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NVIDIA's Tegra K1 Is Wonderfully Powerful, Efficient

NVIDIA

Published on 21 March 2014 04:43 PM EDT
Written by Michael Larabel in NVIDIA
5 Comments

During the Game Developer's Conference this week I had some hands-on time with a NVIDIA Tegra K1 device.

The Tegra K1 device to play with was a NVIDIA reference design sporting their high-performance K1 SoC and running Android.

The speed and graphics capabilities of the NVIDIA Tegra K1 were stunning with this ARM chip embedding a full "Kepler" graphics core. Unfortunately they had no Linux 4 Tegra devices with Ubuntu or any other non-Android/Windows systems at their booth.

NVIDIA was quiet about when Tegra K1 is planned to start shipping. While the Kepler graphics core is capable of OpenGL 4.3, the NVIDIA representative I spoke with said it will be up to Google to decide what OpenGL version the Tegra K1 will officially advertise by their binary driver. It's more likely to just see OpenGL ES 3.0/3.1 advertised, which already supplies most of the GL4 functionality.

When asking whether the Tegra K1 will offer up any CUDA functionality on Android, the NVIDIA representative would not officially answer that question but hinted it would happen with "well, the Tegra K1 is a -- FULL -- Kepler core." For non-Android Linux users, the Tegra K1 uses the mainline NVIDIA Linux driver in ARM form.

Overall the few minutes of checking out the NVIDIA Tegra K1 on the reference tablet was great and I can't wait to get my hands on some K1 hardware for running Linux benchmarks. The Tegra K1 is already running the Phoronix Test Suite internally at NVIDIA.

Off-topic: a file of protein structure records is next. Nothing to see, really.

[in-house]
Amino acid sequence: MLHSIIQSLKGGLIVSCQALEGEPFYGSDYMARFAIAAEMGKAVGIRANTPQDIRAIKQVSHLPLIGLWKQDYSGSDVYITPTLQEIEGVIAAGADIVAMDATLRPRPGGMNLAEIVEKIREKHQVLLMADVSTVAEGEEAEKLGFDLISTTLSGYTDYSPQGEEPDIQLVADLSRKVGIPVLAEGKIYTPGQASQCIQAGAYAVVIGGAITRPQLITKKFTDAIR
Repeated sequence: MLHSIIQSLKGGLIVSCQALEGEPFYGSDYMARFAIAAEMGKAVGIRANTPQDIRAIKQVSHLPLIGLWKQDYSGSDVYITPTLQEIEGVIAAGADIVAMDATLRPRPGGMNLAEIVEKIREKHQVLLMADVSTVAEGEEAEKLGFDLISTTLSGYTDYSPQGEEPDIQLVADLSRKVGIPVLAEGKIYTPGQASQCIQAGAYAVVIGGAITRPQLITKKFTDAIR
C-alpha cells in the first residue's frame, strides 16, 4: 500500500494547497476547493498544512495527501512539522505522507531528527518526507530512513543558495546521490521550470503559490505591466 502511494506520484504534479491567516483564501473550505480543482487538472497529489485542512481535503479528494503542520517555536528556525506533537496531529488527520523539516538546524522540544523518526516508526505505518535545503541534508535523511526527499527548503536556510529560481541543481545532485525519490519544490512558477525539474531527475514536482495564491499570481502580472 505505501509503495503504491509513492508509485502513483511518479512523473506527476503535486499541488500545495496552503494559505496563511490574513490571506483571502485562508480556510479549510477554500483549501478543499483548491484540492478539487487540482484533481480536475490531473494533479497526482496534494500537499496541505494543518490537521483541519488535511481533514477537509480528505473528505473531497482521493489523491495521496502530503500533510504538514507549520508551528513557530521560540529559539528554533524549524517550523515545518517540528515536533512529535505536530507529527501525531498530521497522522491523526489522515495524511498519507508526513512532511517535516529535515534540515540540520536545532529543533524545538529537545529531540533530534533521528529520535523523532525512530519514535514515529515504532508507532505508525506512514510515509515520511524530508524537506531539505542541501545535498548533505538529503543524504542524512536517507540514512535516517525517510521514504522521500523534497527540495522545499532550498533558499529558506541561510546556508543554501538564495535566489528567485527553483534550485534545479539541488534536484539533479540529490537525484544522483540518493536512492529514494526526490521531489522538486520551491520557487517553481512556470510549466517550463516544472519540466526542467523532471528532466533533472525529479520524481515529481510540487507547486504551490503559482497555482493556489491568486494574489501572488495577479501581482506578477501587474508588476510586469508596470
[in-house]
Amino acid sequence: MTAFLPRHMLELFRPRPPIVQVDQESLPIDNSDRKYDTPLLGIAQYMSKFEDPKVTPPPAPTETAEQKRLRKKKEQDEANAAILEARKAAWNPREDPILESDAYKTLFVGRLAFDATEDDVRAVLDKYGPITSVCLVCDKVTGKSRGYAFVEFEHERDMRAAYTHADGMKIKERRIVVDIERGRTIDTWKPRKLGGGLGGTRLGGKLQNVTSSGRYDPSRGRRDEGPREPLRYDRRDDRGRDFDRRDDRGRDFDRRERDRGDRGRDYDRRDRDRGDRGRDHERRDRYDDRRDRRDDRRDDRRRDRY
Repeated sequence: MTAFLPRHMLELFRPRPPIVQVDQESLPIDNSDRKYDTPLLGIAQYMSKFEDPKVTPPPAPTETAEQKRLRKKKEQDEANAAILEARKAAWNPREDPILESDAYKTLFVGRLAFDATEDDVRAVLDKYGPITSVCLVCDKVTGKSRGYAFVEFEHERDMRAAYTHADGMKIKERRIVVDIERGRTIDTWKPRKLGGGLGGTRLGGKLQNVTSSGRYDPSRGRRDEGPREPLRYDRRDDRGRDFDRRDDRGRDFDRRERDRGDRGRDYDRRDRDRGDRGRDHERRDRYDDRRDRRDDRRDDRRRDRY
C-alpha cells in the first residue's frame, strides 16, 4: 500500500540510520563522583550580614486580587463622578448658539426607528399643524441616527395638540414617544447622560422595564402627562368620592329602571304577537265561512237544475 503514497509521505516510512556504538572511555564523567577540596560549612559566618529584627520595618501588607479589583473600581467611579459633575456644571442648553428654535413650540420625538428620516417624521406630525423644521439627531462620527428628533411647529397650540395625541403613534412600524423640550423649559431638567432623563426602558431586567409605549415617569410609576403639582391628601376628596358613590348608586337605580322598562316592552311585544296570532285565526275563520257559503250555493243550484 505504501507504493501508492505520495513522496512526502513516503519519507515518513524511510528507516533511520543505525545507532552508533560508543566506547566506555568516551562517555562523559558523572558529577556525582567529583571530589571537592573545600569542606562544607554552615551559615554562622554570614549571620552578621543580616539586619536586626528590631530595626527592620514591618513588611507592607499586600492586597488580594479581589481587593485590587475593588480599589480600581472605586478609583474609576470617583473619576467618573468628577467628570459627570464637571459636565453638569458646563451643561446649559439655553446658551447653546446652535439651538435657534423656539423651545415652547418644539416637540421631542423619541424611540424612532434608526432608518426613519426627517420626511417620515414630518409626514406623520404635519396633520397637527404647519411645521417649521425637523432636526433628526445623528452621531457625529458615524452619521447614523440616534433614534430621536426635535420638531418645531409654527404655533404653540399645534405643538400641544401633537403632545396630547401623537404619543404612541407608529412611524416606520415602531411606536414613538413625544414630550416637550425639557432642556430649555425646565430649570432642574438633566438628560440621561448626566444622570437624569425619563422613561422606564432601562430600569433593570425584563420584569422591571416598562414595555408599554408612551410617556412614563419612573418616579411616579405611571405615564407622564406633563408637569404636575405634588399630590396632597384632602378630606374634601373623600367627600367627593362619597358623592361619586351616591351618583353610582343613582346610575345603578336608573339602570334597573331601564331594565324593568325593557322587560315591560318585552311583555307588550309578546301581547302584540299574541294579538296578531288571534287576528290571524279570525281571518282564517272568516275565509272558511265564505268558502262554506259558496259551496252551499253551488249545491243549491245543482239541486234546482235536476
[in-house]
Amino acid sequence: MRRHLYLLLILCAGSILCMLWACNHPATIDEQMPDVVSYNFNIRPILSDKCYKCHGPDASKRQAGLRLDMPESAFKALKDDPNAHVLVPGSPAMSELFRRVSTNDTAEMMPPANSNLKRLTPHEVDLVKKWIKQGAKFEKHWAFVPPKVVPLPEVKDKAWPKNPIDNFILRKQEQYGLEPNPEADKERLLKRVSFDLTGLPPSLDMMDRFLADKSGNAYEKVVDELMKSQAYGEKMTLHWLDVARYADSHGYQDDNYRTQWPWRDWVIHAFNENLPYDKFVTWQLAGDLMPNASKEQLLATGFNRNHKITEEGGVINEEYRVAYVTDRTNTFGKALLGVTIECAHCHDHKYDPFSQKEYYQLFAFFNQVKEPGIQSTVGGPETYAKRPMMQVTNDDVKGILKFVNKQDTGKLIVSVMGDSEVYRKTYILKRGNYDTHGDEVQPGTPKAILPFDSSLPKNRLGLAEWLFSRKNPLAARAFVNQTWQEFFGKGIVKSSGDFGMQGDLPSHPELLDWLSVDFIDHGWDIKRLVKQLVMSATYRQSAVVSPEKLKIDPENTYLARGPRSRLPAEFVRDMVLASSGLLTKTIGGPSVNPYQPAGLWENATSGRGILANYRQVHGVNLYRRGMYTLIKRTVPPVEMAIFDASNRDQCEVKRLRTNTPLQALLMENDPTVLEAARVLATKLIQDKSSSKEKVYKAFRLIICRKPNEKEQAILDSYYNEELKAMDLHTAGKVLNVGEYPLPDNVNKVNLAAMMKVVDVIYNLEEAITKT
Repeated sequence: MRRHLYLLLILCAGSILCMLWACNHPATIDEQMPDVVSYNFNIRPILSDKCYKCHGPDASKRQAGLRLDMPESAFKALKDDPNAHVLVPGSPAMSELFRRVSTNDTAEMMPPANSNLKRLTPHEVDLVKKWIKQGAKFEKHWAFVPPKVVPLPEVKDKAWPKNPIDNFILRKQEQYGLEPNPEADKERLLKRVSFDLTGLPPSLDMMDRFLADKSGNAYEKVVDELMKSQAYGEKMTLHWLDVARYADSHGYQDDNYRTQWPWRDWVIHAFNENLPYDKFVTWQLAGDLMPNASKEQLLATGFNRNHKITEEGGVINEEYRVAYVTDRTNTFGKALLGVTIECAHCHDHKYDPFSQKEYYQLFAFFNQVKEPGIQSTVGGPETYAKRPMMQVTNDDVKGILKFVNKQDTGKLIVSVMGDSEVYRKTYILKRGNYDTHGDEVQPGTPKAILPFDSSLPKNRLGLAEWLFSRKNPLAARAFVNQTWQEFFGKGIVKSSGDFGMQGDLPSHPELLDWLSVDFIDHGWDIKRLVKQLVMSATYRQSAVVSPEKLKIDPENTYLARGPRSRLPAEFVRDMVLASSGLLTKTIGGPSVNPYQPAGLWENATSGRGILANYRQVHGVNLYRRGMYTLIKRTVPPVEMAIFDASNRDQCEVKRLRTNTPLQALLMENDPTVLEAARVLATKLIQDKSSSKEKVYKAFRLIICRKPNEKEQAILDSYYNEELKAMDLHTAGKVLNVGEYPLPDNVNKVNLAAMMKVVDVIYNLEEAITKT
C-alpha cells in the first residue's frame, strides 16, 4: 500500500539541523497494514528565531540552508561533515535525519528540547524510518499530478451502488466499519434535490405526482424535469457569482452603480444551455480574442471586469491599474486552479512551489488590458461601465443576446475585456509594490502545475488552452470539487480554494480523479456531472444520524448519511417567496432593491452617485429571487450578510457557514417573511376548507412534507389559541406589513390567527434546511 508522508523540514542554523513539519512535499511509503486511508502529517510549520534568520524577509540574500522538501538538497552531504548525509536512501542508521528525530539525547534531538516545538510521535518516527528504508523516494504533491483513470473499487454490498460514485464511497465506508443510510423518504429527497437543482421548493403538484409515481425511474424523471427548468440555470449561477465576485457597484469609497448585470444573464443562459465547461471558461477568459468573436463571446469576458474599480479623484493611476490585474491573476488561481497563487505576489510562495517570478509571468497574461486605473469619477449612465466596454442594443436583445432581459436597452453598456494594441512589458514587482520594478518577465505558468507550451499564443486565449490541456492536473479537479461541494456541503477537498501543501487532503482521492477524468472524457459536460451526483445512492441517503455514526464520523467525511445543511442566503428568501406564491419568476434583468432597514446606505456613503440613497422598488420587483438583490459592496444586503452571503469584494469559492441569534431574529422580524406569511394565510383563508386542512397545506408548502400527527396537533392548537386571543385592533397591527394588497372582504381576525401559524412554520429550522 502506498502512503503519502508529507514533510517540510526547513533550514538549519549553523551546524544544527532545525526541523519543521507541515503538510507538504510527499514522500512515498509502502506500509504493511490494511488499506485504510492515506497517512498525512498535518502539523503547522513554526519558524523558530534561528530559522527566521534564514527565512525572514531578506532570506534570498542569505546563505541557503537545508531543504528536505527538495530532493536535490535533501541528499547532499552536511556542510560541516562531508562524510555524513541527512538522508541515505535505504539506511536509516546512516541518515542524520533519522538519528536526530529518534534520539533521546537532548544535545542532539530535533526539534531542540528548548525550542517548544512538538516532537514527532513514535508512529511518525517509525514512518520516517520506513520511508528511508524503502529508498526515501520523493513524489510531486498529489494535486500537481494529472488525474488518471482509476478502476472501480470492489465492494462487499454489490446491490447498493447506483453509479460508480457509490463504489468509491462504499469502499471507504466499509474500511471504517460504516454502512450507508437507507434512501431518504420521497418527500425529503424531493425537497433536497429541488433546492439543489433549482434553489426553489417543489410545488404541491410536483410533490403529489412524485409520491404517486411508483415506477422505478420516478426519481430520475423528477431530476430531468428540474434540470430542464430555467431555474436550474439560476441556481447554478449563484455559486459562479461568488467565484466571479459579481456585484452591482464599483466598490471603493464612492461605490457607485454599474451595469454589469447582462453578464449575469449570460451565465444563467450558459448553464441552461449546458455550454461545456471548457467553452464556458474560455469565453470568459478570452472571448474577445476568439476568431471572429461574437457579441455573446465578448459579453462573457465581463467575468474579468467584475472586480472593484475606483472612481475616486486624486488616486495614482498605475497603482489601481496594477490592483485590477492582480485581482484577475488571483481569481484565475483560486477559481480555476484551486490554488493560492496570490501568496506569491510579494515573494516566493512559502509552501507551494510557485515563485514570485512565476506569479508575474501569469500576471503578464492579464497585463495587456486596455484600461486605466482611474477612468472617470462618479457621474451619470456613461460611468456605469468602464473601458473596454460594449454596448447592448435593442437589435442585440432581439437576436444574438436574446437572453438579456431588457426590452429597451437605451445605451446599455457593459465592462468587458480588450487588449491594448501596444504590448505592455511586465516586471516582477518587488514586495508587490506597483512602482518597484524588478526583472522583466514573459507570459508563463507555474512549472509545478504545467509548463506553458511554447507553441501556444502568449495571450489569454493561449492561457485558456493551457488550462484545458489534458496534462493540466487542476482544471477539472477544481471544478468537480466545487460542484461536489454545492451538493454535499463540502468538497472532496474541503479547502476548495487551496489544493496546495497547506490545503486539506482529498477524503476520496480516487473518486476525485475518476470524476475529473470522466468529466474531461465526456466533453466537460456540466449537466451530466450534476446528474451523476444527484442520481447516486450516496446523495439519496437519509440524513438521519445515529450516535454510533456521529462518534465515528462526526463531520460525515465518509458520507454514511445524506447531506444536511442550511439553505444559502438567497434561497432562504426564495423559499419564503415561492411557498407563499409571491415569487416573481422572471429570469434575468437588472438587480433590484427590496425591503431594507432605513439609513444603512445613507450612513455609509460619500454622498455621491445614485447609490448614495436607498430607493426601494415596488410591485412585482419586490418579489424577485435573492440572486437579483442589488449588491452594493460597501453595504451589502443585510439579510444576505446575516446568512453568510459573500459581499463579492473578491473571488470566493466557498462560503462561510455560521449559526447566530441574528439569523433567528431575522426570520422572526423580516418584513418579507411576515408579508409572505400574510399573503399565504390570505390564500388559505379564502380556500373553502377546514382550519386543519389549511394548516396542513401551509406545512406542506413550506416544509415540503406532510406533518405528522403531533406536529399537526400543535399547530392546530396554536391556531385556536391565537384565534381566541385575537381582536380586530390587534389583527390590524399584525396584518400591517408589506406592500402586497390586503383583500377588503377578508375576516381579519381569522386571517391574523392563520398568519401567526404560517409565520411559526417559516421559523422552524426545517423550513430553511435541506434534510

NVIDIA's Tegra K1 Is Wonderfully Powerful, Efficient


With how great the Tegra K1 is with Kepler, I already can't wait for a Tegra SoC with a Maxwell core given Maxwell's incredible power efficiency.

About The Author
Michael Larabel is the principal author of Phoronix.com and founded the web-site in 2004 with a focus on enriching the Linux hardware experience and being the largest web-site devoted to Linux hardware reviews, particularly for products relevant to Linux gamers and enthusiasts but also commonly reviewing servers/workstations and embedded Linux devices. Michael has written more than 10,000 articles covering the state of Linux hardware support, Linux performance, graphics hardware drivers, and other topics. Michael is also the lead developer of the Phoronix Test Suite, Phoromatic, and OpenBenchmarking.org automated testing software. He can be followed via and or contacted via .
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